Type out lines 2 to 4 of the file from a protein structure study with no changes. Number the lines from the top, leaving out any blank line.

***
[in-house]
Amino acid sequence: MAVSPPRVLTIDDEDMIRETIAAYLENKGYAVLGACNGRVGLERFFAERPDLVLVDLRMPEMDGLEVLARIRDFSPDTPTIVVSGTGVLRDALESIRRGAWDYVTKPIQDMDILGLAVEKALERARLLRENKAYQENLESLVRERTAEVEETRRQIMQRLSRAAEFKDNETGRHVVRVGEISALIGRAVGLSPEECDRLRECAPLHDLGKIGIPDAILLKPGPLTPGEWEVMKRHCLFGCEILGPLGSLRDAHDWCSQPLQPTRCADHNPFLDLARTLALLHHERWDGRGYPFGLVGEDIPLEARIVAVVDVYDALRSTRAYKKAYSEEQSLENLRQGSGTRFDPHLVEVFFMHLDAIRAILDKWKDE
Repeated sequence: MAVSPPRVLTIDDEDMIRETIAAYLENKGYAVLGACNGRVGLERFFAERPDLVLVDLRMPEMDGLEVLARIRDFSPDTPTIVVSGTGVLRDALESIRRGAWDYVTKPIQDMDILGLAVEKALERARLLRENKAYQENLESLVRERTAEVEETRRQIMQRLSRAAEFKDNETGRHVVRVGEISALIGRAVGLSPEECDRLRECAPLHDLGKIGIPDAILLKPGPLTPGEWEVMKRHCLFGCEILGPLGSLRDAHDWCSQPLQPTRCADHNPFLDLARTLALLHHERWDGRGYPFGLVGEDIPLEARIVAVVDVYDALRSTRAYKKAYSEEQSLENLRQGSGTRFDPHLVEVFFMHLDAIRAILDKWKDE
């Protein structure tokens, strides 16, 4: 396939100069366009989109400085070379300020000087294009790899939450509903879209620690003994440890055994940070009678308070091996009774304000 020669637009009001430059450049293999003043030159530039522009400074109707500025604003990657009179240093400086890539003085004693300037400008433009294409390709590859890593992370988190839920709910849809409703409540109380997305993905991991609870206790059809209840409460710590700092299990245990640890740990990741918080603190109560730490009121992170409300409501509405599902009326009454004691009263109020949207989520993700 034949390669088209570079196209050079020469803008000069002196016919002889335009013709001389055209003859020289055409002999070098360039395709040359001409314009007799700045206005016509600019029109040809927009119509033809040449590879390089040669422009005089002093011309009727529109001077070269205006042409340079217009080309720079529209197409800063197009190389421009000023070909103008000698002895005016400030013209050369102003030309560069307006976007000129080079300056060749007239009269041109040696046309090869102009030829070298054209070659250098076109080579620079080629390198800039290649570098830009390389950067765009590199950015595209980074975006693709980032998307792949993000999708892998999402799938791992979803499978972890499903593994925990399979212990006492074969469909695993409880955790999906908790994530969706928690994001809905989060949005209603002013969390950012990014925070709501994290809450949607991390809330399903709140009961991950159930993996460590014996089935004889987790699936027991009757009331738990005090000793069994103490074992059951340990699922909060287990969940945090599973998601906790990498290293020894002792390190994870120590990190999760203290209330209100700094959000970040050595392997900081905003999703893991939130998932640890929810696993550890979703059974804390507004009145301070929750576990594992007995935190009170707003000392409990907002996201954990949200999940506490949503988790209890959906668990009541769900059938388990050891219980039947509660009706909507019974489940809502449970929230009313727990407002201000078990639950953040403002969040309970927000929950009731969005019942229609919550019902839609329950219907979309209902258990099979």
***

Amino acid sequence: MAVSPPRVLTIDDEDMIRETIAAYLENKGYAVLGACNGRVGLERFFAERPDLVLVDLRMPEMDGLEVLARIRDFSPDTPTIVVSGTGVLRDALESIRRGAWDYVTKPIQDMDILGLAVEKALERARLLRENKAYQENLESLVRERTAEVEETRRQIMQRLSRAAEFKDNETGRHVVRVGEISALIGRAVGLSPEECDRLRECAPLHDLGKIGIPDAILLKPGPLTPGEWEVMKRHCLFGCEILGPLGSLRDAHDWCSQPLQPTRCADHNPFLDLARTLALLHHERWDGRGYPFGLVGEDIPLEARIVAVVDVYDALRSTRAYKKAYSEEQSLENLRQGSGTRFDPHLVEVFFMHLDAIRAILDKWKDE
Repeated sequence: MAVSPPRVLTIDDEDMIRETIAAYLENKGYAVLGACNGRVGLERFFAERPDLVLVDLRMPEMDGLEVLARIRDFSPDTPTIVVSGTGVLRDALESIRRGAWDYVTKPIQDMDILGLAVEKALERARLLRENKAYQENLESLVRERTAEVEETRRQIMQRLSRAAEFKDNETGRHVVRVGEISALIGRAVGLSPEECDRLRECAPLHDLGKIGIPDAILLKPGPLTPGEWEVMKRHCLFGCEILGPLGSLRDAHDWCSQPLQPTRCADHNPFLDLARTLALLHHERWDGRGYPFGLVGEDIPLEARIVAVVDVYDALRSTRAYKKAYSEEQSLENLRQGSGTRFDPHLVEVFFMHLDAIRAILDKWKDE
């Protein structure tokens, strides 16, 4: 396939100069366009989109400085070379300020000087294009790899939450509903879209620690003994440890055994940070009678308070091996009774304000 020669637009009001430059450049293999003043030159530039522009400074109707500025604003990657009179240093400086890539003085004693300037400008433009294409390709590859890593992370988190839920709910849809409703409540109380997305993905991991609870206790059809209840409460710590700092299990245990640890740990990741918080603190109560730490009121992170409300409501509405599902009326009454004691009263109020949207989520993700 034949390669088209570079196209050079020469803008000069002196016919002889335009013709001389055209003859020289055409002999070098360039395709040359001409314009007799700045206005016509600019029109040809927009119509033809040449590879390089040669422009005089002093011309009727529109001077070269205006042409340079217009080309720079529209197409800063197009190389421009000023070909103008000698002895005016400030013209050369102003030309560069307006976007000129080079300056060749007239009269041109040696046309090869102009030829070298054209070659250098076109080579620079080629390198800039290649570098830009390389950067765009590199950015595209980074975006693709980032998307792949993000999708892998999402799938791992979803499978972890499903593994925990399979212990006492074969469909695993409880955790999906908790994530969706928690994001809905989060949005209603002013969390950012990014925070709501994290809450949607991390809330399903709140009961991950159930993996460590014996089935004889987790699936027991009757009331738990005090000793069994103490074992059951340990699922909060287990969940945090599973998601906790990498290293020894002792390190994870120590990190999760203290209330209100700094959000970040050595392997900081905003999703893991939130998932640890929810696993550890979703059974804390507004009145301070929750576990594992007995935190009170707003000392409990907002996201954990949200999940506490949503988790209890959906668990009541769900059938388990050891219980039947509660009706909507019974489940809502449970929230009313727990407002201000078990639950953040403002969040309970927000929950009731969005019942229609919550019902839609329950219907979309209902258990099979």